Review: The Price of Admission

By Nathaniel Katz

Shults, Sylvia. The Price of Admission. Dark Continents Publishing, 2011. Paperback, USD $15.99; Kindle, USD $2.99. ISBN: 978-0-9831603-2-8.

Great music transcends time. We are still moved by the compositions of Beethoven, Bach and countless others today. Why, then, cannot the musicians themselves transcend time? And, once they have transcended time, I suppose they might as well be able to find love. That, at least, is what Max gets up to.

Jessica arrives at an amusement park with her boyfriend and is struck by the presence of Max, the lead guitarist in the cover band that’s playing. She and her boyfriend then enter a haunted house, which transports her back in time to the 1920s. There she meets Max again. Jessica goes home with him. He proceeds to spend the novel’s middle giving us his life story, beginning with his mortal youth in early 18th-century Russia. That concluded, we sit about in the 1920s for a bit, there is some great sex, and then Jessica starts to think about going home.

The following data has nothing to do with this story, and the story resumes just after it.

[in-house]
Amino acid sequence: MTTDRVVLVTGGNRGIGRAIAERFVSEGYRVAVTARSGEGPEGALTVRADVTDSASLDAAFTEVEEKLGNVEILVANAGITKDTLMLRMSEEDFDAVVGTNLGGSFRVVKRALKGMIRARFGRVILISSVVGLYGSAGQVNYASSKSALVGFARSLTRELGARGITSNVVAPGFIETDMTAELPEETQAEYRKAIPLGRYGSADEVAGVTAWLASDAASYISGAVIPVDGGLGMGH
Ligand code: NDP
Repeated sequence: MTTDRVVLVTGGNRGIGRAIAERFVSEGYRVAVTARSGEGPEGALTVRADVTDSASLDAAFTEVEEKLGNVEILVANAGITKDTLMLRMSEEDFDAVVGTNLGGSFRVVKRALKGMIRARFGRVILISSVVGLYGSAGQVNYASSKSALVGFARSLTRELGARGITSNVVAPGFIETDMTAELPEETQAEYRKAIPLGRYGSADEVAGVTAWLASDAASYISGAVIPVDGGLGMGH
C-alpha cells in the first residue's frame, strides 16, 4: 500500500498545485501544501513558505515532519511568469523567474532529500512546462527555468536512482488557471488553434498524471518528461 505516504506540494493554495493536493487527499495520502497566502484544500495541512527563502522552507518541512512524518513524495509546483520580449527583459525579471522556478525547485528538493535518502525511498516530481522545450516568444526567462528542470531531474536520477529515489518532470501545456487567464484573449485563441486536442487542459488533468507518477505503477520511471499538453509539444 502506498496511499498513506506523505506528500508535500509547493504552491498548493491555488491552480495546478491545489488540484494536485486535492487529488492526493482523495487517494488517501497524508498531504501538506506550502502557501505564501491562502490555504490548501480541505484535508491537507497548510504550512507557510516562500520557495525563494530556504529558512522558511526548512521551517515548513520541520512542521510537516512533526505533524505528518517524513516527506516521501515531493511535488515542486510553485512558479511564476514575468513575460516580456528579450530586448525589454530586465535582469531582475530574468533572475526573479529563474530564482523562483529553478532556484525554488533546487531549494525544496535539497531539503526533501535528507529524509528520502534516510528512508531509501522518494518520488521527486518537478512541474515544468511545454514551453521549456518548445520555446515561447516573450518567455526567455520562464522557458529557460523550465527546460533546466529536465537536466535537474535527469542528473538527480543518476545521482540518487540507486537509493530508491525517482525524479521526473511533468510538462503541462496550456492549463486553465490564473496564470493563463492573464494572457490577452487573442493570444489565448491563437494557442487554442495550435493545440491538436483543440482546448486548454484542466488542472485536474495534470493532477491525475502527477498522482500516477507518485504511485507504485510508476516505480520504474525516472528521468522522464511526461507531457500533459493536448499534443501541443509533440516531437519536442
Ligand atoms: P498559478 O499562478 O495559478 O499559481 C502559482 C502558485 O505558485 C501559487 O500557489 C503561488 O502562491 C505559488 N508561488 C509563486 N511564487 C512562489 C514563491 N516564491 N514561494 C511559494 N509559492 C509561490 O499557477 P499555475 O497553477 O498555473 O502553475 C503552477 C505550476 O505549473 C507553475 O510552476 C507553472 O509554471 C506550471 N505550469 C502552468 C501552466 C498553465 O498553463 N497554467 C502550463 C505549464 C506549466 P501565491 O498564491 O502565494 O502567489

Despite all of the happenings within it, Price of Admission is a book without conflict. None of the characters are striving for anything. For the most part, they sit about and listen to music or talk about not much. When they realize they want something, it’s given to them mere pages later and never as a result of their own efforts. Max wants to be a musician, but is not allowed to? Poof! Magic talisman! Jessica is lost in the 1920s? No worries: Max is crossing the street just over there. Now, Jessica wants to go home? Well, I’m sure there was at least one German physicist with a passion for the violin that could get her back in a jiffy….